There was some major hype around the newly dubbed ‘Sapphire’ glass for phone screens last year, as rumors that the iPhone 6 may have included the scratch resistant covering over its screen. The costly and hard to manufacture material didn’t make it onto the new Apple handset, but the material did manage to grace the screen of the much coveted Moto 360 smartwatch.
Sapphire’s main competitor is Gorilla Glass, an equally tough method of covering phone screens that is manufactured by Corning Glas Technologies. Recently Gorilla Glass saw it’s fourth version appear on the scene, but apparently according to Corning a next generation, scratch proof and super tough glass is coming from the company in direct opposition to Sapphire.
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Project Phire, as it’s known, is another version of Gorilla Glass specifically deigned to be both scratch resistant and as tough as a Gorilla. Whilst the crystal method used with Sapphire might be a bit more resistant than the final version of Phire, the glass itself has been designed to be much more impact resistant than it is scratch resistant.
Of course, the main pain in the neck with phone screens is their tendency to shatter on impact. it’s absolutely the worst thing that can happen, an entire phone can be rendered useless if the touch screen glass shatters – you just can’t do anything with it without replacing the screen.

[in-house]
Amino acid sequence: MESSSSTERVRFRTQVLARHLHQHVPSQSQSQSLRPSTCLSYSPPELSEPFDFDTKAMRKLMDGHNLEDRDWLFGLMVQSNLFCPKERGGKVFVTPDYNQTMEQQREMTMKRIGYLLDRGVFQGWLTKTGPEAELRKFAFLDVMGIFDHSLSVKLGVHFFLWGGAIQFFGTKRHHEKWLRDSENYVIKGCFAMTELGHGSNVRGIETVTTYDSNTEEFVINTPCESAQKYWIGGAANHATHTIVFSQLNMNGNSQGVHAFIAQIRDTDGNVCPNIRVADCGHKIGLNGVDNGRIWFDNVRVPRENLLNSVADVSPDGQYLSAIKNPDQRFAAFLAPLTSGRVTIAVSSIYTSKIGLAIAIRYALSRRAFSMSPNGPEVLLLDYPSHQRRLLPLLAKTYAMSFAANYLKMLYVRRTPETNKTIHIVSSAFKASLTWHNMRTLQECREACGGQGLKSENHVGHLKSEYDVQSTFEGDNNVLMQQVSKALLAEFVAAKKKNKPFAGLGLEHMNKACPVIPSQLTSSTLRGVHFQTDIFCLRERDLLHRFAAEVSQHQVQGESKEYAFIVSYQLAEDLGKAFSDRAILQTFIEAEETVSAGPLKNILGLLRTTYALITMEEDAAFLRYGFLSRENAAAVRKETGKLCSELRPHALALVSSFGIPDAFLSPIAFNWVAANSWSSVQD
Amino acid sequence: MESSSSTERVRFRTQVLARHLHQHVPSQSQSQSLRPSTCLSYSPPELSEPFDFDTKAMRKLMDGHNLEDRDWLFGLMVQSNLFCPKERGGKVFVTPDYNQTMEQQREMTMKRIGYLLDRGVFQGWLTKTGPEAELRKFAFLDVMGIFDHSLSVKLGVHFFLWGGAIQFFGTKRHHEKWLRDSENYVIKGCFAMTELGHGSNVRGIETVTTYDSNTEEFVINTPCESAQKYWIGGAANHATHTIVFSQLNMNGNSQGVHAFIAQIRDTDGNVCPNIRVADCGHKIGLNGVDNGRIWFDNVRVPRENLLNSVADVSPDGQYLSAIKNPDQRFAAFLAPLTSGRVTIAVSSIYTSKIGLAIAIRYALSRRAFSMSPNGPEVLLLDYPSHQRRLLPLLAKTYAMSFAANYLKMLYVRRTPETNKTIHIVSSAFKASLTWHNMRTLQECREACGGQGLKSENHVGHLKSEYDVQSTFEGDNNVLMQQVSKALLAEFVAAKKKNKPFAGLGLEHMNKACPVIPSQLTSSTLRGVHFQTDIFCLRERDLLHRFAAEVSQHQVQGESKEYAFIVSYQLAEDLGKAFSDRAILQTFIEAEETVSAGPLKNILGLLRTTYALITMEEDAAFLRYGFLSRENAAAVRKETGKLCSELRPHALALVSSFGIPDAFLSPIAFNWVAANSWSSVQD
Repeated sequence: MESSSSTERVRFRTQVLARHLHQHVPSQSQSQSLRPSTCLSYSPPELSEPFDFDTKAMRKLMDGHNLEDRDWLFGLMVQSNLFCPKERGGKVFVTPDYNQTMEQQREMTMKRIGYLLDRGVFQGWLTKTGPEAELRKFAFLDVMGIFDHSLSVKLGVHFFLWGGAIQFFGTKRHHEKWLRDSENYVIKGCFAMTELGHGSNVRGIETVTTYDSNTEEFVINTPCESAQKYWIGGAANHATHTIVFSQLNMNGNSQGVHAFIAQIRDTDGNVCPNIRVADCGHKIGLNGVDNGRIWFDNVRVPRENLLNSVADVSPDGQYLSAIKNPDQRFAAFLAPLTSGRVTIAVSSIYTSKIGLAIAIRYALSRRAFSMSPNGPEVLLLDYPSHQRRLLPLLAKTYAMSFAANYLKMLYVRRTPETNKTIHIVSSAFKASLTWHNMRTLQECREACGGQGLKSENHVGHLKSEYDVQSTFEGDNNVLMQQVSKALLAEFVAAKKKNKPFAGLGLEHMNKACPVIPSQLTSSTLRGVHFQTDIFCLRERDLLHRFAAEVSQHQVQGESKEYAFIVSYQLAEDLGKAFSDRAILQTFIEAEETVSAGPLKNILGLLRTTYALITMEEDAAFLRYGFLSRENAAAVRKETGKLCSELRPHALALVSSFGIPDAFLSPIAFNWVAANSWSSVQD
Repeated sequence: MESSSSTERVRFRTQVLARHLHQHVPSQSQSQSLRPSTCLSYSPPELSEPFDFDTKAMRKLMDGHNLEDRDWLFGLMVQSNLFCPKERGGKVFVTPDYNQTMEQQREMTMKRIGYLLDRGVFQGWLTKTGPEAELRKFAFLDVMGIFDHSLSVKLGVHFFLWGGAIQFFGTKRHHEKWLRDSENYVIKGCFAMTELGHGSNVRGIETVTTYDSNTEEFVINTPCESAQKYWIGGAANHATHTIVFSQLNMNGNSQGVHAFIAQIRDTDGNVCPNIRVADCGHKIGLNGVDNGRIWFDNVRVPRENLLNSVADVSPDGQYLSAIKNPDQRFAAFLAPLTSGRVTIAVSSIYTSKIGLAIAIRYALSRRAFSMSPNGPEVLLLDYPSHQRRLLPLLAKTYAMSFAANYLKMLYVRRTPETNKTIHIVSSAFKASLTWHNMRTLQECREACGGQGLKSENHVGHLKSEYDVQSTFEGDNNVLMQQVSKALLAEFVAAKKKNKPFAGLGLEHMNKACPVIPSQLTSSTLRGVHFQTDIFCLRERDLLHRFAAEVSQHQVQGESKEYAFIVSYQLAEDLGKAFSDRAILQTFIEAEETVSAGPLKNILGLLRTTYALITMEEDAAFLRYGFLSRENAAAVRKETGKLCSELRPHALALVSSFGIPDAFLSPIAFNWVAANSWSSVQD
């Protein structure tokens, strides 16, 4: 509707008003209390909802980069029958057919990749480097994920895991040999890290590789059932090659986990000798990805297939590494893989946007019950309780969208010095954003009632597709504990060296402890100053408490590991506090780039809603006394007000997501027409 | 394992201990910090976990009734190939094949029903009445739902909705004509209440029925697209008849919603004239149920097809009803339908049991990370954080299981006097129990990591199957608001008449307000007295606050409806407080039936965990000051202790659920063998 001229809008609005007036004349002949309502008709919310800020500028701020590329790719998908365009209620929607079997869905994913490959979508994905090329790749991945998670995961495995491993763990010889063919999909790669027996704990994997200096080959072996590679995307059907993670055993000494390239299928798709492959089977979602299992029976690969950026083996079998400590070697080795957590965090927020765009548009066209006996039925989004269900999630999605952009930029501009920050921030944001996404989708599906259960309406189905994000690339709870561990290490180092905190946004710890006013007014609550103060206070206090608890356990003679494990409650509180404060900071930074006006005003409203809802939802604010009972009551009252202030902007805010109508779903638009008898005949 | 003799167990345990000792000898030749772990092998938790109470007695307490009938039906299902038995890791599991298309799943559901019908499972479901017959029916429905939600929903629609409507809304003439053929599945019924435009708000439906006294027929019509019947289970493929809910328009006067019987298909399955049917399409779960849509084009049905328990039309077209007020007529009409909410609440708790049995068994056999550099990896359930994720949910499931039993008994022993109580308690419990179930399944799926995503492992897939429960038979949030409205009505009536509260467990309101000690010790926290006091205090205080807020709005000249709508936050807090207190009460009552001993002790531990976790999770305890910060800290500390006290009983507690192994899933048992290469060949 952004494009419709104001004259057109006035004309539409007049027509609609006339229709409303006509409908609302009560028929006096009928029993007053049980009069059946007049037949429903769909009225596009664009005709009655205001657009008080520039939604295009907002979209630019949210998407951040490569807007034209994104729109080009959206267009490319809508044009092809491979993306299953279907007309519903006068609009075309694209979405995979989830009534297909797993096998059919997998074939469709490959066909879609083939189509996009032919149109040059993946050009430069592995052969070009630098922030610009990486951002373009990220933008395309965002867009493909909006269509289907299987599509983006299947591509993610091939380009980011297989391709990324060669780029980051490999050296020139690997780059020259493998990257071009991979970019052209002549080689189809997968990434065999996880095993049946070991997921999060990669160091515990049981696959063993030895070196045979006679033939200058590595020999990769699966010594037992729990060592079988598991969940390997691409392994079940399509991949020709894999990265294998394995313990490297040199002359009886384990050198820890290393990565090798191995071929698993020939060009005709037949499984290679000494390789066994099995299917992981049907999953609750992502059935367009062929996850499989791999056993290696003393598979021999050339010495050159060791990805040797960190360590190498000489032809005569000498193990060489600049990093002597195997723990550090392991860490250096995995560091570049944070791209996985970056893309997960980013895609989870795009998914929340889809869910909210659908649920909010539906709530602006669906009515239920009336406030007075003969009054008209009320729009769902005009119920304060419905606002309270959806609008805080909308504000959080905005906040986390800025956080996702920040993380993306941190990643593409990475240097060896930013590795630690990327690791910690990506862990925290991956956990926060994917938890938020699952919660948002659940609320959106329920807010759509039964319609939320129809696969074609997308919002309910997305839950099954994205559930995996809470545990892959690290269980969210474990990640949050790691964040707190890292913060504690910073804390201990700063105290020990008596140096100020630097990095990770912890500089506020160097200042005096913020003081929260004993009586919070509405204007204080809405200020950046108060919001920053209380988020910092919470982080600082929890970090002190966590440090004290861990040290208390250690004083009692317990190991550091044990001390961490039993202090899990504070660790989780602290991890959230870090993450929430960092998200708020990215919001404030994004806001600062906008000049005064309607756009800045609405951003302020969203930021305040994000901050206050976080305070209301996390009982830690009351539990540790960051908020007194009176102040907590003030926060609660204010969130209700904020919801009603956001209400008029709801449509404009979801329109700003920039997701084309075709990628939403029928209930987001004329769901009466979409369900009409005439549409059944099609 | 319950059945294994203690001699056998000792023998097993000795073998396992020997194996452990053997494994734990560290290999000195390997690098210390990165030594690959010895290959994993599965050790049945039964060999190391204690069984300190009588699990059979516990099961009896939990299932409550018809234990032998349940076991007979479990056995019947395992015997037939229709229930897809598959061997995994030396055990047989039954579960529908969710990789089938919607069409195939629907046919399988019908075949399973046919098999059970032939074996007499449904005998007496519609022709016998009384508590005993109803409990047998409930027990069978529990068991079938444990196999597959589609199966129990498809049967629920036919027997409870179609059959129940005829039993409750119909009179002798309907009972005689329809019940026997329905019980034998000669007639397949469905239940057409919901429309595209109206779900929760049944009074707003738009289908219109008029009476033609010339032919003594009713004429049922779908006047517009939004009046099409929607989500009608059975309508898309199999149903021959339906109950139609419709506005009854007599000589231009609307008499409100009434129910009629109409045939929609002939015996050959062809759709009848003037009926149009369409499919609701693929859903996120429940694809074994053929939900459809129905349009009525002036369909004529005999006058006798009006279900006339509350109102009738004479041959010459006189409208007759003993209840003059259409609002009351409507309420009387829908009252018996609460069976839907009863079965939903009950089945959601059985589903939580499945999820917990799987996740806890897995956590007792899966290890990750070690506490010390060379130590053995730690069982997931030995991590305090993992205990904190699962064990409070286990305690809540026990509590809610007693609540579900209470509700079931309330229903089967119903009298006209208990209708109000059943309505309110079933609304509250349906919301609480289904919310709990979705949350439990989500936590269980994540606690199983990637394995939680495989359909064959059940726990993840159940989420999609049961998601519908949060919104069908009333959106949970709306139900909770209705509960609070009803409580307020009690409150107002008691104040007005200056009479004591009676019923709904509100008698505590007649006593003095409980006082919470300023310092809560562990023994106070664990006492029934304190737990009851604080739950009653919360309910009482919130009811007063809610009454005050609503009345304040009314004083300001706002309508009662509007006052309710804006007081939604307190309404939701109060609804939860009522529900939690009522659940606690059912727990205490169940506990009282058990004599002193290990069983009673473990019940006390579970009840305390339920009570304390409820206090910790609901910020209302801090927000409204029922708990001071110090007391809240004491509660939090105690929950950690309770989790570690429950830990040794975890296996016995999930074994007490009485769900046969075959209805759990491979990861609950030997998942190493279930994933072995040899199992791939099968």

Project Phire is supposedly going to attempt to deal with this pet peeve, showing off the glass being bent under a foot to almost 90 degrees, with no damage seen in the preview. However, scratches still are a problem for phone users, as sales of screen protection film are on the rise. Phire’s bend could also be attractive to phone makers looking to capitalize on an flourishing new trend of curved screens.
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Minor scratches can often mess up a good display, so hopefully Phire’s impact resistance will also be combined with a decent resistance to these troublesome scars on your phone’s display. This competition with Sapphire might just see Phire being the material of choice for smartphone. Sapphire’s scratch resistance comes at a cost, the material is prone to shattering and lacking flexibility.
Whilst Sapphire hasn’t been seen on many devices so far, Gorilla Glass has already seen its share of usage throughout phone manufacture. Corning could very well ship Phire to manufacturers who have previously used their product. As far as we know, Project Phire is set to ship to some manufacturers later on in 2015.